We used our last hiking opportunity before the weather changed to follow the Skyline Trail Loop in Paradise. As the tallest peak in the Cascade Range, Mount Rainier magnifies area rainfall by stimulating the flow of moist air coming in from the Pacific Ocean. As such it also creates its own weather, which is why it’s obscured by clouds on most days.
We were unsure if we’d see the mountain this day, as fog hovered around us until we climbed through it at Paradise.
The moment we stepped out of the car we were awestruck by what lay before us. We echoed John Muir’s impressions of 1889 as inscribed on the steps, and agreed with James Longmire’s daughter-in-law when she exclaimed, “Oh, what a paradise!”
This was our third hike here (click here for the previous ones), and definitely the highlight of our stay. For folks coming here for just a day trip, Paradise is the best bet for digging into the mountain’s offerings of a landscape that will take your breath away.
There’s an intricate maze of trails with options for gentle or strenuous hikes, and the junctions are well signed. We followed the Skyline Trail counter-clockwise via Panorama Point and extended our trek to High Skyline Trail, completing a 5.5-mile loop with a 1,700′ elevation gain.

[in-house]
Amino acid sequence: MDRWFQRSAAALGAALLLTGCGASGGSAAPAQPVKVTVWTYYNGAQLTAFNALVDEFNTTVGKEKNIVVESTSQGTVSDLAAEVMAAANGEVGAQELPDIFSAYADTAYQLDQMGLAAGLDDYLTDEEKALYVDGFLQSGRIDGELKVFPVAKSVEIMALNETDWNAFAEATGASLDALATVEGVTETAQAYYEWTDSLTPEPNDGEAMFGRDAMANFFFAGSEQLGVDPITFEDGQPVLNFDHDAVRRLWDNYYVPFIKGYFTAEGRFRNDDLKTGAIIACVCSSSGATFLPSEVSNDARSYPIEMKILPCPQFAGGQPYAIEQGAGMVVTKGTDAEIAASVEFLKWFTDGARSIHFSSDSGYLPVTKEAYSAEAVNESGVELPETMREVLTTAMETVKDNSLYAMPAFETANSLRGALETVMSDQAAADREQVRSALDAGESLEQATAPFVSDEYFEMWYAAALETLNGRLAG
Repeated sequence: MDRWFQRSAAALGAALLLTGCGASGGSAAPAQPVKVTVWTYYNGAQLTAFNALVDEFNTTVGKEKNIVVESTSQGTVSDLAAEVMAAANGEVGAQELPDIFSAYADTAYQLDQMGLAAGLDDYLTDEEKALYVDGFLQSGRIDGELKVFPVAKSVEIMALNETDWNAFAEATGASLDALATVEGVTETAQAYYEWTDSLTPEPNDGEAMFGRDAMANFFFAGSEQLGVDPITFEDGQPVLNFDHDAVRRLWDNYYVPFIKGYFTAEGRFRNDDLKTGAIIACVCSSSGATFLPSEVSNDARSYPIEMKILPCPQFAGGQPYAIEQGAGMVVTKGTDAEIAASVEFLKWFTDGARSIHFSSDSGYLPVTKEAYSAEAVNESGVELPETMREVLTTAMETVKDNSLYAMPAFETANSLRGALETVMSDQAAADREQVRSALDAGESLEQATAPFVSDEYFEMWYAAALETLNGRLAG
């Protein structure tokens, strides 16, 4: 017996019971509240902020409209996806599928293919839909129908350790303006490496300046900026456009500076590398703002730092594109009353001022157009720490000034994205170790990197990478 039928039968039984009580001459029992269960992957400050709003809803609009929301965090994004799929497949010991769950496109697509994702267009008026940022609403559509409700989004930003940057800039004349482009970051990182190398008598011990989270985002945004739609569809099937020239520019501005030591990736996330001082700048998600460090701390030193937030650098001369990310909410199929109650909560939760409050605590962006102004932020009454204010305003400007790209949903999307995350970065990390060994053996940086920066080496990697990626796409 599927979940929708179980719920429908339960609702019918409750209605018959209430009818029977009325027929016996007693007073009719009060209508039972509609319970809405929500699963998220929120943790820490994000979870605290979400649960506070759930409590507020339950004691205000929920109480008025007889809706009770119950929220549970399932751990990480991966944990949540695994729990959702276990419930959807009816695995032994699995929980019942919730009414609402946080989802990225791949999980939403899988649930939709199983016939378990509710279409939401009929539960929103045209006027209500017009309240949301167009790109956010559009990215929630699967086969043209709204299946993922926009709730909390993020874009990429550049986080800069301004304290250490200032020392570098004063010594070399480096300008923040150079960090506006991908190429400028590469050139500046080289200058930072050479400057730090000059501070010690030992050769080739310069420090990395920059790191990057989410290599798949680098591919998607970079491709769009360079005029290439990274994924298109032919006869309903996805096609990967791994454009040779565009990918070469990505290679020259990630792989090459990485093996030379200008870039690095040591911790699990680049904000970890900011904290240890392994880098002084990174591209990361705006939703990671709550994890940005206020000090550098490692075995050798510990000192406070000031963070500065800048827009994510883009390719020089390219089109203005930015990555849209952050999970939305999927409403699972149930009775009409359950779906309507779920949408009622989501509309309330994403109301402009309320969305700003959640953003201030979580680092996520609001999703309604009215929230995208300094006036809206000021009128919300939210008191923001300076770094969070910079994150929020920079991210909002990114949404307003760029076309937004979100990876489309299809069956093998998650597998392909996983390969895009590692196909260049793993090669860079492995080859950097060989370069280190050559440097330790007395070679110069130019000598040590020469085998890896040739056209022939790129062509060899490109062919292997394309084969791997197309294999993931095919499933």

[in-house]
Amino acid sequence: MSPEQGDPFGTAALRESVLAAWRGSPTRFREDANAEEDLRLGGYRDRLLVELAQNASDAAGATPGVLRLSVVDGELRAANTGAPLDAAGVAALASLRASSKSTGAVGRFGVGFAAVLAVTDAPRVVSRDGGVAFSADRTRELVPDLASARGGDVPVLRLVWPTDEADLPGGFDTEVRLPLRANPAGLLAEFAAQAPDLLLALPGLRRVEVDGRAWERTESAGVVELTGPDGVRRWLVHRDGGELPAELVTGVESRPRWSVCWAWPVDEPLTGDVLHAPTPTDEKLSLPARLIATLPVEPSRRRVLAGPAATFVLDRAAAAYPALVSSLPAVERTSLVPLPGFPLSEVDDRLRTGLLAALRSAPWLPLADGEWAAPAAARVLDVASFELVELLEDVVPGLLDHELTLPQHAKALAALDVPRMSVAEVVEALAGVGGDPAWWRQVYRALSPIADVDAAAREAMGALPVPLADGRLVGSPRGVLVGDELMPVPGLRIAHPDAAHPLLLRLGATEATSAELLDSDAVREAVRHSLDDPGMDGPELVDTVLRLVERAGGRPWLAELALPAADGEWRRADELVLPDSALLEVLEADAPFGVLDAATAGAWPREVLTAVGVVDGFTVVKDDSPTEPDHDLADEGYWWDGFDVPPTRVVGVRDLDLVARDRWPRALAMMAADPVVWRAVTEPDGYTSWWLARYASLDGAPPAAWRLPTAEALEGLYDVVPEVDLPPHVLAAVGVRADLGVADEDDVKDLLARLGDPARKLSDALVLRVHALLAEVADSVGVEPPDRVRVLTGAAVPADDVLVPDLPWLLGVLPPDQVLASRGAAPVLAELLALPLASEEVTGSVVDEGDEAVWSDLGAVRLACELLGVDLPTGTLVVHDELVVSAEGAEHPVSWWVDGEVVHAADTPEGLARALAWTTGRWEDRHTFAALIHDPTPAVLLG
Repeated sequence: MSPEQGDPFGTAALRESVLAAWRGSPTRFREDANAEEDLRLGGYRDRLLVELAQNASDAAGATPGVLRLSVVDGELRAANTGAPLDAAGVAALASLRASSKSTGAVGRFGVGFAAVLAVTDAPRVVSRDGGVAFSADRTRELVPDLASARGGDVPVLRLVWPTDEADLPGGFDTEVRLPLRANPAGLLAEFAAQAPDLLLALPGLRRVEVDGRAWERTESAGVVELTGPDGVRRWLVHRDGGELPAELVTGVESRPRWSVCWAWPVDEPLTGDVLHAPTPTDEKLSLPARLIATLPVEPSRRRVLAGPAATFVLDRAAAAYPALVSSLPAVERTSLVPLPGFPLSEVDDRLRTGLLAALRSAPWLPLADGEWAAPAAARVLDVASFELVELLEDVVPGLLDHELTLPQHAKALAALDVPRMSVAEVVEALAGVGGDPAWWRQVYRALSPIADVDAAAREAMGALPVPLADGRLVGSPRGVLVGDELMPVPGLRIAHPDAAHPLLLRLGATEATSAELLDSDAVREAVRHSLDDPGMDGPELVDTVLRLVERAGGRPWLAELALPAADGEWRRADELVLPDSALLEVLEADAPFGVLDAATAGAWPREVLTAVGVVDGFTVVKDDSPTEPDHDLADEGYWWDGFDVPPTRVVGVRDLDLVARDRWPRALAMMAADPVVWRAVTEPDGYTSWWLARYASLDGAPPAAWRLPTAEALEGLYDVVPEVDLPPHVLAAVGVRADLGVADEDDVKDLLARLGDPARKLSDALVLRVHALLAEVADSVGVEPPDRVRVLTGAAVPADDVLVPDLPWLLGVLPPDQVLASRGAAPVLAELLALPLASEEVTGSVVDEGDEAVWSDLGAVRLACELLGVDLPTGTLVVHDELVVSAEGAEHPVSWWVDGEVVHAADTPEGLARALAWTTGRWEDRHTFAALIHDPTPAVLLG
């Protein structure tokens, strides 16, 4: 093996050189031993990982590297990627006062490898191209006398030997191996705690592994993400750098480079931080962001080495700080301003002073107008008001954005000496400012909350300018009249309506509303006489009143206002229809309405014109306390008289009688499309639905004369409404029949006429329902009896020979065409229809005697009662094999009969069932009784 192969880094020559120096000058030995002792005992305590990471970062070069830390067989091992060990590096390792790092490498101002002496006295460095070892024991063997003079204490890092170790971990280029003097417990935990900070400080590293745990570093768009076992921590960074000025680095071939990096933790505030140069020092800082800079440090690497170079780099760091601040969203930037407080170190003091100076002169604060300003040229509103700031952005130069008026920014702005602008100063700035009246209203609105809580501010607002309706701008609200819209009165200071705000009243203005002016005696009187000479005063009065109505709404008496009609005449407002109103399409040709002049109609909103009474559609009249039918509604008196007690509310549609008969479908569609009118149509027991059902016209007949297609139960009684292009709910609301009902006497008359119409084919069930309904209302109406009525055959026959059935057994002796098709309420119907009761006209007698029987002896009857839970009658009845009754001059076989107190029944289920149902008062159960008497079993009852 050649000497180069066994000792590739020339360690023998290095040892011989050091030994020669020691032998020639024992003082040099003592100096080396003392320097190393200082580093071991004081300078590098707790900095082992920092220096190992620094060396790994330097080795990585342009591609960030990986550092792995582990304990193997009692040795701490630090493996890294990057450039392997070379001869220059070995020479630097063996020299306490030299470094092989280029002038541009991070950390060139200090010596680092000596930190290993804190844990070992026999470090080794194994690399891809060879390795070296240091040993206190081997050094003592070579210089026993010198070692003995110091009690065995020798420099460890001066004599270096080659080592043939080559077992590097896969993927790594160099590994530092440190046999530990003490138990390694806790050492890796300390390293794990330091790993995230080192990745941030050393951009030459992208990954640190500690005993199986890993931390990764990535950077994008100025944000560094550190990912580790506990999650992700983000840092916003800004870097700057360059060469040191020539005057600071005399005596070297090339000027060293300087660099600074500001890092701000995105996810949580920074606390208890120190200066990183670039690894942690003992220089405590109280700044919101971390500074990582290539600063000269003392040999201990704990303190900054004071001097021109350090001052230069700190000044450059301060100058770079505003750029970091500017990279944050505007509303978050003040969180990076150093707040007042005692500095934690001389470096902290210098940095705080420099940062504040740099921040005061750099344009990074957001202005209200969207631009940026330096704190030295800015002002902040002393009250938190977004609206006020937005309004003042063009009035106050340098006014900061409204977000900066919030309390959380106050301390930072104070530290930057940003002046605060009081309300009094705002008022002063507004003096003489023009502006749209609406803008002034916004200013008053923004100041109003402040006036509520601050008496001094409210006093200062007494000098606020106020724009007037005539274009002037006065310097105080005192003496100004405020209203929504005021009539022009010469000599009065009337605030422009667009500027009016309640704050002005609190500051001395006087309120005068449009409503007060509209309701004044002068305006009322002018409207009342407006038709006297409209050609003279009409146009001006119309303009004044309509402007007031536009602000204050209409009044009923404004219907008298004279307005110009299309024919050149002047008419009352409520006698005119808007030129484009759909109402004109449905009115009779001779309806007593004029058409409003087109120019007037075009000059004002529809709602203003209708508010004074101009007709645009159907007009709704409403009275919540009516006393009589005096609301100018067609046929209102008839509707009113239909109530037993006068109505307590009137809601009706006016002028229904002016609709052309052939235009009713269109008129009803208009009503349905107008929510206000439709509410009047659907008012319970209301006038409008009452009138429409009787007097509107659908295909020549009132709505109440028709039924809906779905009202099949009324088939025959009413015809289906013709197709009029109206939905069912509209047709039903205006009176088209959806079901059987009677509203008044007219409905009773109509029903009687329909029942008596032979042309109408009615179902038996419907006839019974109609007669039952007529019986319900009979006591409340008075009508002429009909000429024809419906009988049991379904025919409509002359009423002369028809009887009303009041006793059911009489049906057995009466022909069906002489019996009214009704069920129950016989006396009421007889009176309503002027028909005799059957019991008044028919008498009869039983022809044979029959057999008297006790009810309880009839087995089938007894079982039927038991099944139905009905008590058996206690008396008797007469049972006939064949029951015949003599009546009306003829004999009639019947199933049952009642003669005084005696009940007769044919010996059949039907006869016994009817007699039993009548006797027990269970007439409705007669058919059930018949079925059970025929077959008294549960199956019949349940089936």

The trailhead to the Skyline Loop is up those concrete steps, initially steep and then easing into a more gradual climb. During summer the asphalted trail on this section is lavishly bordered with wildflowers, but today in early October the display before us was the brilliance of fall colors.
Climbing higher, we got a closer view of Mount Rainier and Nisqually Glacier:
Besides great views of Mount Rainier and Nisqually Glacier from here, looking below displayed a maze of trails in the area:
There was a blanket of fog hovering over the valley:
Several marmots and squirrels scurried about along the trail, making final winter preparations. They were adorable!
It was mostly clear at Panorama Point, and there were views of rugged mountain peaks poking through like islands in the sea of fog.
The High Skyline Trail continued to climb above Panorama Point to its maximum elevation of 7,051′. Then it dropped down into the moonscape rubble of an ancient moraine interspersed with patches of snow.
As we descended, the landscape of rock and snow gave way to a tranquil carpet of fall colors. The steep meadows flanking the mountain burned with hues of gold, magenta and yellow, the wonderful palette of Paradise’s fall colors. I kept stopping to soak it in as I snapped away. Steve took the most pictures he has since Bryce Canyon!
I will let the autumn colors speak to you, as descriptions nor my photos can do justice:
In retrospect, hiking this trail clockwise was best, for at the beginning we got a clear and close-up view of Mount Rainier and the glaciers, saving the astounding meadows for last. We’ve never seen nature’s color like this!